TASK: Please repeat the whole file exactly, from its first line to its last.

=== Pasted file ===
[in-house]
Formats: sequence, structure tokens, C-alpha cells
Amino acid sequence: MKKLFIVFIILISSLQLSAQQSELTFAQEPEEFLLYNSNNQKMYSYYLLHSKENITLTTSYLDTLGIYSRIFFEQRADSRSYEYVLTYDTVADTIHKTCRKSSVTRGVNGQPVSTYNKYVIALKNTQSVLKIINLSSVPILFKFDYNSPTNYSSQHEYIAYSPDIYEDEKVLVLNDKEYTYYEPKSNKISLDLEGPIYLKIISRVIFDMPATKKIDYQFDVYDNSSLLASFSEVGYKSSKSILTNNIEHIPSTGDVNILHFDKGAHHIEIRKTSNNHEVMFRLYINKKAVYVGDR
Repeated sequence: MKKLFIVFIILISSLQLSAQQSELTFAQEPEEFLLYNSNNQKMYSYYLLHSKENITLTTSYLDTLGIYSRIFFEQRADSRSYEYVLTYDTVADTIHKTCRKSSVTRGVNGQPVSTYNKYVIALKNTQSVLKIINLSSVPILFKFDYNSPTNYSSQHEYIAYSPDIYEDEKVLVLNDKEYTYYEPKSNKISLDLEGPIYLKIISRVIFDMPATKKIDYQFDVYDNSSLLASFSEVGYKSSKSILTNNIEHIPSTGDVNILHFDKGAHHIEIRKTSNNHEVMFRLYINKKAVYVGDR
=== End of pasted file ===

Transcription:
[in-house]
Formats: sequence, structure tokens, C-alpha cells
Amino acid sequence: MKKLFIVFIILISSLQLSAQQSELTFAQEPEEFLLYNSNNQKMYSYYLLHSKENITLTTSYLDTLGIYSRIFFEQRADSRSYEYVLTYDTVADTIHKTCRKSSVTRGVNGQPVSTYNKYVIALKNTQSVLKIINLSSVPILFKFDYNSPTNYSSQHEYIAYSPDIYEDEKVLVLNDKEYTYYEPKSNKISLDLEGPIYLKIISRVIFDMPATKKIDYQFDVYDNSSLLASFSEVGYKSSKSILTNNIEHIPSTGDVNILHFDKGAHHIEIRKTSNNHEVMFRLYINKKAVYVGDR
Repeated sequence: MKKLFIVFIILISSLQLSAQQSELTFAQEPEEFLLYNSNNQKMYSYYLLHSKENITLTTSYLDTLGIYSRIFFEQRADSRSYEYVLTYDTVADTIHKTCRKSSVTRGVNGQPVSTYNKYVIALKNTQSVLKIINLSSVPILFKFDYNSPTNYSSQHEYIAYSPDIYEDEKVLVLNDKEYTYYEPKSNKISLDLEGPIYLKIISRVIFDMPATKKIDYQFDVYDNSSLLASFSEVGYKSSKSILTNNIEHIPSTGDVNILHFDKGAHHIEIRKTSNNHEVMFRLYINKKAVYVGDR